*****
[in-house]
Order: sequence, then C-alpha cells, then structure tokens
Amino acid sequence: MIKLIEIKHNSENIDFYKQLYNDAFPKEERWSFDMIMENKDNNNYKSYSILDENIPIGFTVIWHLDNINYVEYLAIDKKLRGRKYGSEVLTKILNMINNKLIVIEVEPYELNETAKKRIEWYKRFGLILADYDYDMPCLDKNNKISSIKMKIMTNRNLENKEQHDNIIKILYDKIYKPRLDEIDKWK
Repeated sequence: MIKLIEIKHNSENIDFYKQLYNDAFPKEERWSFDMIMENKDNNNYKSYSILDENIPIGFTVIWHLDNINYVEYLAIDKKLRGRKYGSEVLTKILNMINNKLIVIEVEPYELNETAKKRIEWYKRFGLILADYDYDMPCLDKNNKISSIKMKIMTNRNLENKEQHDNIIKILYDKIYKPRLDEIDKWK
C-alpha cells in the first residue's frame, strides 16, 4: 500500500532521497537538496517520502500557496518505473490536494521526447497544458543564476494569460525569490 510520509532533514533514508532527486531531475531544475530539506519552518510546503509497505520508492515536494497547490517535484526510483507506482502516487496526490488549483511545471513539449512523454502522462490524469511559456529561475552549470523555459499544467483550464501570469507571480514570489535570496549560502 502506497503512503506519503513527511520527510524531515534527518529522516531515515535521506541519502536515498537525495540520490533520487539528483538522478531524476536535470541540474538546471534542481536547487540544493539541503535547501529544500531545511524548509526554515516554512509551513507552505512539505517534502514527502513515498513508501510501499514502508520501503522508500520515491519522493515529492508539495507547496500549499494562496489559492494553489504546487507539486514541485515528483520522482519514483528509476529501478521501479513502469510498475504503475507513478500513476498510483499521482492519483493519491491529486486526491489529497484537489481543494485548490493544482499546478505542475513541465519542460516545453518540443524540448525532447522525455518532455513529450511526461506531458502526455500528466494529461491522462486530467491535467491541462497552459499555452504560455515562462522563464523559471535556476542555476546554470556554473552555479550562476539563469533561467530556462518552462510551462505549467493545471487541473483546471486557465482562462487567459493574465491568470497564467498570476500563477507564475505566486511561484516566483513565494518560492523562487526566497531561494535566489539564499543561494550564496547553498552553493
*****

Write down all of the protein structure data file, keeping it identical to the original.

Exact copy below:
[in-house]
Order: sequence, then C-alpha cells, then structure tokens
Amino acid sequence: MIKLIEIKHNSENIDFYKQLYNDAFPKEERWSFDMIMENKDNNNYKSYSILDENIPIGFTVIWHLDNINYVEYLAIDKKLRGRKYGSEVLTKILNMINNKLIVIEVEPYELNETAKKRIEWYKRFGLILADYDYDMPCLDKNNKISSIKMKIMTNRNLENKEQHDNIIKILYDKIYKPRLDEIDKWK
Repeated sequence: MIKLIEIKHNSENIDFYKQLYNDAFPKEERWSFDMIMENKDNNNYKSYSILDENIPIGFTVIWHLDNINYVEYLAIDKKLRGRKYGSEVLTKILNMINNKLIVIEVEPYELNETAKKRIEWYKRFGLILADYDYDMPCLDKNNKISSIKMKIMTNRNLENKEQHDNIIKILYDKIYKPRLDEIDKWK
C-alpha cells in the first residue's frame, strides 16, 4: 500500500532521497537538496517520502500557496518505473490536494521526447497544458543564476494569460525569490 510520509532533514533514508532527486531531475531544475530539506519552518510546503509497505520508492515536494497547490517535484526510483507506482502516487496526490488549483511545471513539449512523454502522462490524469511559456529561475552549470523555459499544467483550464501570469507571480514570489535570496549560502 502506497503512503506519503513527511520527510524531515534527518529522516531515515535521506541519502536515498537525495540520490533520487539528483538522478531524476536535470541540474538546471534542481536547487540544493539541503535547501529544500531545511524548509526554515516554512509551513507552505512539505517534502514527502513515498513508501510501499514502508520501503522508500520515491519522493515529492508539495507547496500549499494562496489559492494553489504546487507539486514541485515528483520522482519514483528509476529501478521501479513502469510498475504503475507513478500513476498510483499521482492519483493519491491529486486526491489529497484537489481543494485548490493544482499546478505542475513541465519542460516545453518540443524540448525532447522525455518532455513529450511526461506531458502526455500528466494529461491522462486530467491535467491541462497552459499555452504560455515562462522563464523559471535556476542555476546554470556554473552555479550562476539563469533561467530556462518552462510551462505549467493545471487541473483546471486557465482562462487567459493574465491568470497564467498570476500563477507564475505566486511561484516566483513565494518560492523562487526566497531561494535566489539564499543561494550564496547553498552553493